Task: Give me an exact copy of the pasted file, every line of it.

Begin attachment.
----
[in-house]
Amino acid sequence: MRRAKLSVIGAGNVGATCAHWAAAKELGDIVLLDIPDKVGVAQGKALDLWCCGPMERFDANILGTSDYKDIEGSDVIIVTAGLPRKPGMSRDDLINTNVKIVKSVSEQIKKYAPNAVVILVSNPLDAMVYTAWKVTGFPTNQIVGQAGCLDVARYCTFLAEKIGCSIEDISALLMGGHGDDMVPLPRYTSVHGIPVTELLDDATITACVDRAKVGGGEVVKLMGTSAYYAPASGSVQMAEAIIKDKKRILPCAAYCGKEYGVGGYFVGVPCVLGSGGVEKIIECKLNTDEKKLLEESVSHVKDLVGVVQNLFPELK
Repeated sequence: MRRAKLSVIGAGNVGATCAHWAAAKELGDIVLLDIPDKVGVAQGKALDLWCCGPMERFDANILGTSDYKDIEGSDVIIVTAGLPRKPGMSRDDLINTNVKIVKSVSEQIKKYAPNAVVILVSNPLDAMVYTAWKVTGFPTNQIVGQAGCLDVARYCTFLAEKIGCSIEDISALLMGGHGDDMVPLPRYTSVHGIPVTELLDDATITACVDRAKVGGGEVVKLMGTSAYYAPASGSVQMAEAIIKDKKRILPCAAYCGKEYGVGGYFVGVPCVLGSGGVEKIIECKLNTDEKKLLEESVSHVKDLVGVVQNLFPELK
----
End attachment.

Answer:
[in-house]
Amino acid sequence: MRRAKLSVIGAGNVGATCAHWAAAKELGDIVLLDIPDKVGVAQGKALDLWCCGPMERFDANILGTSDYKDIEGSDVIIVTAGLPRKPGMSRDDLINTNVKIVKSVSEQIKKYAPNAVVILVSNPLDAMVYTAWKVTGFPTNQIVGQAGCLDVARYCTFLAEKIGCSIEDISALLMGGHGDDMVPLPRYTSVHGIPVTELLDDATITACVDRAKVGGGEVVKLMGTSAYYAPASGSVQMAEAIIKDKKRILPCAAYCGKEYGVGGYFVGVPCVLGSGGVEKIIECKLNTDEKKLLEESVSHVKDLVGVVQNLFPELK
Repeated sequence: MRRAKLSVIGAGNVGATCAHWAAAKELGDIVLLDIPDKVGVAQGKALDLWCCGPMERFDANILGTSDYKDIEGSDVIIVTAGLPRKPGMSRDDLINTNVKIVKSVSEQIKKYAPNAVVILVSNPLDAMVYTAWKVTGFPTNQIVGQAGCLDVARYCTFLAEKIGCSIEDISALLMGGHGDDMVPLPRYTSVHGIPVTELLDDATITACVDRAKVGGGEVVKLMGTSAYYAPASGSVQMAEAIIKDKKRILPCAAYCGKEYGVGGYFVGVPCVLGSGGVEKIIECKLNTDEKKLLEESVSHVKDLVGVVQNLFPELK